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Lucio's journal

Don't freaking pull a judge on me

This is a former classmate I never lost touch with.

She's OK, except for:

  1. Negative attitude sometimes
  2. Often dons that annoying "judge robe" when dealing with others

Put the two together, and last time she said "hi" she framed me as "optimist" and complimented me for it:

Her: always positive, bravo!

I don't like the "optimist" frame so much.

To me, it's more about "accept what you can't change, and move the fuck on with everything else".
And if you can put a smile on your face, all the better!

But I don't call it "optimist", to me it's the only life approach that makes sense.

Calling it "optimist" means that you could also do something else.
Something like... being a "realist" for example?

And that's the second issue with the "optimist" frames.
Optimists are less realistic, sometimes out of touch with reality, something I pride myself on not being.

Plus, of course, the judging line:

"Bravo".

Matthew Whitewood has reacted to this post.
Matthew Whitewood
Have you read the forum guidelines for effective communication already?

Her: always positive, bravo!

I don't like the "optimist" frame so much.

I do find it very annoying when someone frames me in a certain way and, on top of it, "compliments" me for fitting into this frame.
And I realise some people intentionally frame a remark as a compliment so it's harder to rebut it.
It makes me feel like typing the middle finger emoji.

I have observed that some Machiavellian people use a lot of compliments.
It comes across as high power and warm.
But the game is to frame themselves as from a superior position.

There's the Bravo-type-of-compliment vibe:

Person A: I recently finished this project.

Person B:
(A) I really like this guy. He goes the extra mile.
(B) Great job! Let me know if you need any help
(C) Bravo! Looks like you are the type of person I can count on to finish a project.

Lucio Buffalmano has reacted to this post.
Lucio Buffalmano

Very insightful comment as usual, Matthew, thank you!

I think you're onto something here, two specific techniques that might need some fleshing out and even deserve a name:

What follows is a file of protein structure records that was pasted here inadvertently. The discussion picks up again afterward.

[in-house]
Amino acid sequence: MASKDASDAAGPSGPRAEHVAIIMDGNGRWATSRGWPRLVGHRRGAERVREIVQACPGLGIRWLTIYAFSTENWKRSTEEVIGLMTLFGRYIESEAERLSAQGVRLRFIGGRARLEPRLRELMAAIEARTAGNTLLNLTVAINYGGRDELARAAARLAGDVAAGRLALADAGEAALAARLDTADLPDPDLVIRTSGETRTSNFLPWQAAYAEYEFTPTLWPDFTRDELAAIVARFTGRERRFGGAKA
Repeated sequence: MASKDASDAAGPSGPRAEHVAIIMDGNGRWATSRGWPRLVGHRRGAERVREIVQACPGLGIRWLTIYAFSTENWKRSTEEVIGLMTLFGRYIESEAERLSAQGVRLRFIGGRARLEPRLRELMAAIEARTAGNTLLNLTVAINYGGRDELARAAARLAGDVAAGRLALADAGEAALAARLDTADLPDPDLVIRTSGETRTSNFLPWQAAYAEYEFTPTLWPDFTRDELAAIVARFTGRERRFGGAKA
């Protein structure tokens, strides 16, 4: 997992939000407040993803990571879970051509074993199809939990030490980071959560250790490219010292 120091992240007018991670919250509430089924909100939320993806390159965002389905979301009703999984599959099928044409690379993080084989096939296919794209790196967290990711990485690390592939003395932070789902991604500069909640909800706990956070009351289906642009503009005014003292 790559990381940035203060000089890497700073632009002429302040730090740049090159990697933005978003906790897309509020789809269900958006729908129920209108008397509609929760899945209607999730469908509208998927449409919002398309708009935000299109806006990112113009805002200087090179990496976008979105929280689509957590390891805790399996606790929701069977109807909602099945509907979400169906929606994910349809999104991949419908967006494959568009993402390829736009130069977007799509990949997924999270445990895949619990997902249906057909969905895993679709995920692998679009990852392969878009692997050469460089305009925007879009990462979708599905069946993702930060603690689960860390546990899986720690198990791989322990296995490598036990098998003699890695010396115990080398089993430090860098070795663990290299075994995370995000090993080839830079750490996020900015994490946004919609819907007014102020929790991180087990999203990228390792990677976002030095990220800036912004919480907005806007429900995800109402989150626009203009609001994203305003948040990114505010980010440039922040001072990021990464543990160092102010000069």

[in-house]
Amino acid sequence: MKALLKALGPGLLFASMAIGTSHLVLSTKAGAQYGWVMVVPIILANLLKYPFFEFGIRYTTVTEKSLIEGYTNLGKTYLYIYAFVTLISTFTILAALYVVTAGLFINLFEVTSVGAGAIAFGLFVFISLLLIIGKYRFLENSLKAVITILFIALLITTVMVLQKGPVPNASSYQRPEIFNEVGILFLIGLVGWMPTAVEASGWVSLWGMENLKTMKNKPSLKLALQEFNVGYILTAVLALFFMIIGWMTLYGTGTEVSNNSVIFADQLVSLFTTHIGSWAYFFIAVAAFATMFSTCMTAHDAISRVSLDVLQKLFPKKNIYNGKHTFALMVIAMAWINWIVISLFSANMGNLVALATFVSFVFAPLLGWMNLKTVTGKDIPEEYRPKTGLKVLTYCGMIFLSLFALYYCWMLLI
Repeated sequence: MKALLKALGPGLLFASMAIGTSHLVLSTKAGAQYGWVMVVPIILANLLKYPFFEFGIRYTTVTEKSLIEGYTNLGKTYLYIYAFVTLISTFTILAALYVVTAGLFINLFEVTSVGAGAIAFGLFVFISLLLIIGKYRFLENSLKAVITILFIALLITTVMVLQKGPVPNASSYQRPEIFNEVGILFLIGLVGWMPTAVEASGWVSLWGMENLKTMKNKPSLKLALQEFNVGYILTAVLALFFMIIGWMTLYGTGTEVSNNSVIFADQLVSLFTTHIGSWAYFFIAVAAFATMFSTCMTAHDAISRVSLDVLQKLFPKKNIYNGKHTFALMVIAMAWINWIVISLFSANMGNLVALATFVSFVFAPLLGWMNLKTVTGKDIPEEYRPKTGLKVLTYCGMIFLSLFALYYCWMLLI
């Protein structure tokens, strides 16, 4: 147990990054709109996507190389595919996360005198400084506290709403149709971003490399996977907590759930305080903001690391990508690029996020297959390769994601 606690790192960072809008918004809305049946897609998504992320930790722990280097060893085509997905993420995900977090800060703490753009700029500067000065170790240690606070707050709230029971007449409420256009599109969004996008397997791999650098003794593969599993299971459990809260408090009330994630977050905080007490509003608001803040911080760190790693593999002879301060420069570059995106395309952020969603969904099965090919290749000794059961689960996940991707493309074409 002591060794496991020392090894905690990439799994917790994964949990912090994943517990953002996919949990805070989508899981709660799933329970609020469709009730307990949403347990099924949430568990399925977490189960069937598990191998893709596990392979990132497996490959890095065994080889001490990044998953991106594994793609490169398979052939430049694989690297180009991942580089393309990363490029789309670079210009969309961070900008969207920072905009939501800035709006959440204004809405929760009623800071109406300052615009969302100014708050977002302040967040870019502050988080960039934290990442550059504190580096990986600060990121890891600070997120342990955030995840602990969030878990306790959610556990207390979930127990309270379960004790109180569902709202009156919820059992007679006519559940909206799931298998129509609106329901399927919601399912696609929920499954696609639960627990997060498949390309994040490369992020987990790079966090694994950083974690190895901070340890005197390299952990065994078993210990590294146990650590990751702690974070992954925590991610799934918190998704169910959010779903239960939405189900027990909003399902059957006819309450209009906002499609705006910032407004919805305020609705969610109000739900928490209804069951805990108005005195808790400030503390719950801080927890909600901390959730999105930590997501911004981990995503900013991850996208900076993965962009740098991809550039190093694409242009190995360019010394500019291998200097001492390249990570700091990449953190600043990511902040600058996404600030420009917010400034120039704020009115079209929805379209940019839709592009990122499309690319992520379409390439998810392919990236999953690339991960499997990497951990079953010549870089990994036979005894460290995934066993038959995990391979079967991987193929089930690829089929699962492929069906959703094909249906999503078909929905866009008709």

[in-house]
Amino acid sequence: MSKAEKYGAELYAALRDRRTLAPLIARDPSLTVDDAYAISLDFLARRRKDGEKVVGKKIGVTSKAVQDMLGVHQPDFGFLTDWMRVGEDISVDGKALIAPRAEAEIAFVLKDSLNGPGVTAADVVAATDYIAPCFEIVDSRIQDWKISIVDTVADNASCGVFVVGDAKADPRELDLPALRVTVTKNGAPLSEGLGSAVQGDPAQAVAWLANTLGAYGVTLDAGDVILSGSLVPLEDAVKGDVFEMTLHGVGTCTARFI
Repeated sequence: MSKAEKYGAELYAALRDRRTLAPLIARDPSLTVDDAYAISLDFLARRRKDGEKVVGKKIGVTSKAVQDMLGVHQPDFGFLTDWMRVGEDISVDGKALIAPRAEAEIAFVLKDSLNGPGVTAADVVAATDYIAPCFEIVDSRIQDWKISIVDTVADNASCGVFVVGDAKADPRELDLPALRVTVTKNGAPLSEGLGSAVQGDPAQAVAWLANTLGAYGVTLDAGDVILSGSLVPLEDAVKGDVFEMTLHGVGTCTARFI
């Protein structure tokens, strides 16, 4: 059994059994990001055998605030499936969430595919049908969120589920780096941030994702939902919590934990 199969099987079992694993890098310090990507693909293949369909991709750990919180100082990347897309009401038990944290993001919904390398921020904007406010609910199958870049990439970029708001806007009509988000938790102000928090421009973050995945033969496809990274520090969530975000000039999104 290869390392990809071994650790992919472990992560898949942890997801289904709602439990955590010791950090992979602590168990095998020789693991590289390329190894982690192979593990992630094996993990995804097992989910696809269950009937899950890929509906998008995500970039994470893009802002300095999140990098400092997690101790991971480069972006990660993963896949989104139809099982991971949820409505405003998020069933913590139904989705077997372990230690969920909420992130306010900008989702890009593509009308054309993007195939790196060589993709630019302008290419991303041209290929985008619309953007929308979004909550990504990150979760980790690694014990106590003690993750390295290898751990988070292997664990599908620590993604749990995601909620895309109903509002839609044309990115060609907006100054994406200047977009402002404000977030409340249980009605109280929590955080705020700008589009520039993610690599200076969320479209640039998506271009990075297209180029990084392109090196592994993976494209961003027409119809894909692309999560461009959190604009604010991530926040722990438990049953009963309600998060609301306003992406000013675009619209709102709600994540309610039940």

1. Frame / label someone a certain way, and then compliment them for fitting your frame: the compliment can serve to put a "seal", a stamp of approval on the frame / label and strengthen it
  2. Framing a remark as a compliment: it seems more "real", like it's a fact, and it deserves a compliment for it. Most importantly, rebuffing it is harder because you'd have to undo the compliment, which would break rapport and make you seem "ungrateful" or "angry without a reason". A type of covert power move. Yeah, I think it deserves its own name

 

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Matthew Whitewood
Have you read the forum guidelines for effective communication already?

Letting others keep the power & frame while maneuvering for what you want

Just ended a call with an embassy officer to enquire on travel restrictions.

Such a high-dominance lady, sometimes overstepping into too dominant and too low warmth.
Unluckily I needed her far more than she needed me, so this was one of those occasions when maneuvering without escalating was the way to go, even if might mean you remain the one down on power.

Some examples:

Her: You have to go on the embassy website and fulfill all the regulations. Have a nice day

20 seconds in, she was already hanging up on me.

Getting angry, going meta, or even being assertive with "wait a second, I feel like you're trying to hang up on me but I haven't finished asking what I need to ask" was too high risk that I wouldn't have gotten to ask the questions I wanted to ask.

If it were in person, it would have been different.
But on the phone, it's a risk of escalating and losing. I had already tried to call twice and it took almost 5 minutes of ringing for someone to pick up, didn't want to estrange the only person who probably works there.

Me: Yeah, wait, thanks for that, I still have a couple of questions

Ignores her rudeness, focuses on maintaining rapport and getting to what I wanted.

Some more:

Me: The visa is for 90 days, right?
Her: It's not a visa, it's a... (goes on to explain what it was, an unneded information that change nothing but that allowed her to play the teacher / authority)

On a personal conversation where I don't need anything from her, I might cut her short, or say or do something to frame her as splitting hair on definitions that do not really change the matter of what we're talking about.